The main border crossing between Uganda and Rwanda is presently open for business from 6 a.m till 6 p.m. only, restricting traffic. From next month onwards the border will remain open initially until 10 p.m. and from January 2009 the border post will operate around the clock to facilitate the growing volume of cargo and visitor traffic between the two nations. It was also learned that he ‘seamless transport committee’, which sat in Kampala last week also agreed to add more manpower and extra daily shifts for the customs and immigration officials at the main border crossings between Kenya and Uganda at Busia and Malaba, to ensure uninterrupted 24/7 operations in the future and facilitate the ever increasing cargo traffic between Mombasa and the African hinterland nations of Rwanda, Burundi, Eastern Congo and Southern Sudan.

Proposals have been floated to have Ugandan President Yoweri Kaguta Museveni mediate in the present Darfur crisis to bring about a peaceful end to the armed struggle, which pinned Arabic militias and Khartoum troops against the African population and their self-protection forces. Following the ICC indictment of the Khartoum regime leader Bashir last week for alleged war crimes and crimes against humanity, things have turned from bad to worse in Darfur with what now appears coordinated attacks on UN peace keepers. Only recently were 7 Rwandese troops deployed under AU and UN auspices killed, as was a more senior officer from Nigeria. Two Ugandan police officers deployed in Darfur were also killed over the past few weeks. Any mediation by the Ugandan president would however most likely seek broader involvement from the AU and the UN to widen the chances of success. Meanwhile, the UN has evacuated non-essential staff from Darfur to their African logistics base in Entebbe/Uganda to minimise the growing risk to their staff deployed in the Darfur region. Southern Sudan’s President Kiir, who is also First Vice President of the Sudan, was also in Kampala during the week, assumed to have discussed the ICC indictment and other matters of mutual concern.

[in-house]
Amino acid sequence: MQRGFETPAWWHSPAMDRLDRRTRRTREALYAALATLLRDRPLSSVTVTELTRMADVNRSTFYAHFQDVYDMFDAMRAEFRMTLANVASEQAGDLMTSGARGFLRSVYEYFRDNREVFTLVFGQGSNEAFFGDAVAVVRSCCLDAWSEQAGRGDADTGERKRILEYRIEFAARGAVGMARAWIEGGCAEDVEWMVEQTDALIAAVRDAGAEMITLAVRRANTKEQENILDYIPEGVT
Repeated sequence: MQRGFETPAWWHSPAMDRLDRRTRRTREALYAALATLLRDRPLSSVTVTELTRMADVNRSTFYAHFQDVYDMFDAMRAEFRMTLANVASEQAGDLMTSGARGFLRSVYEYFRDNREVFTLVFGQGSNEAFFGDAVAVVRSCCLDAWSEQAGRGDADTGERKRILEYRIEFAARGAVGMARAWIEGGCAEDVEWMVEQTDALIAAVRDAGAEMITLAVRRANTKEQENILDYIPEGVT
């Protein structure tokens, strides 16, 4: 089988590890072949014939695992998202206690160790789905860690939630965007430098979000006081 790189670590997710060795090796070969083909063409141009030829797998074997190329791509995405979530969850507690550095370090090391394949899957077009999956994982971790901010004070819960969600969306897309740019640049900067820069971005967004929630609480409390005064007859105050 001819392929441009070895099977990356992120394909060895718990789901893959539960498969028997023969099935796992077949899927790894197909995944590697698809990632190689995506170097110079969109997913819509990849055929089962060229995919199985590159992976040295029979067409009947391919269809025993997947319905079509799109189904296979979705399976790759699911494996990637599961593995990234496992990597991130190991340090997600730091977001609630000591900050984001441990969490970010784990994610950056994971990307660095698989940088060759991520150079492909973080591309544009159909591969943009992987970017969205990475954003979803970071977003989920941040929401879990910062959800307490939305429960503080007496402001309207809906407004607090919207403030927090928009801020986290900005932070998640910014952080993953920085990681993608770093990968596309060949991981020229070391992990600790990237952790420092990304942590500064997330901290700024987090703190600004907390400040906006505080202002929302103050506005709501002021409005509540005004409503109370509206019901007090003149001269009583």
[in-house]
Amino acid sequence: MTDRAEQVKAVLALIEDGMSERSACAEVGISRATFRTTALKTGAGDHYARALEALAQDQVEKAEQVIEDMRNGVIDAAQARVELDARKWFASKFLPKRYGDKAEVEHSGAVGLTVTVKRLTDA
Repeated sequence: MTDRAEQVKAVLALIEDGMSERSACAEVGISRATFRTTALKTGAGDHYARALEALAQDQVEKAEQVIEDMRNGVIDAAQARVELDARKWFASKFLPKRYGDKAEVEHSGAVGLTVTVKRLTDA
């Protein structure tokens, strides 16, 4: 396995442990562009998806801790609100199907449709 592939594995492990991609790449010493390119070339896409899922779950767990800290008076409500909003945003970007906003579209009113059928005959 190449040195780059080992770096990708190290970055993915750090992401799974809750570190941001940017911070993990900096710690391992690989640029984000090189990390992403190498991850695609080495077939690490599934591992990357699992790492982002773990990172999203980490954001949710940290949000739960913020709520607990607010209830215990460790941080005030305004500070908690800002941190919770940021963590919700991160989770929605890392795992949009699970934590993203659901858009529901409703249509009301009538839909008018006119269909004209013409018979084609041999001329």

It is understood from usually well-informed sources in Kinshasa, that RAK Airways from the UAE has been in talks to take over a presently defunct airline in the Congo DR, in which it appears to have either already held or recently acquired shares. The sources confirmed that RAK Airways seems under the impression, that the non operational airline still holds traffic rights for domestic and African destinations and would be able to resume operations once new aircraft, other equipment and staffing and maintenance structures have been put into place. Conventional wisdom however tells that once an airline becomes non-operational, their AOC is due to lapse after 90 days and subsequently all traffic rights and designations vested into the airline also expire. As mentioned in last week’s column, Congo’s dismal aviation record was described as the worst on the continent by AFRAA and what is “normal and usual” in aviation administration in other countries may of course not at all apply to Congo’s haphazard aviation regulatory department. The airline, once and if revived, would reportedly be trading as Air Congo.
Ras Al Khaimah is one of the emirates making up the United Arab Emirates and their government’s state investment company appears to have a number of other including mining in Congo, possibly prompting their sudden interest in aviation in the sprawling central interests African jungle nation. RAK Airways is now operational after two sustained start up delays, which also cost tow ex-CEOs their jobs.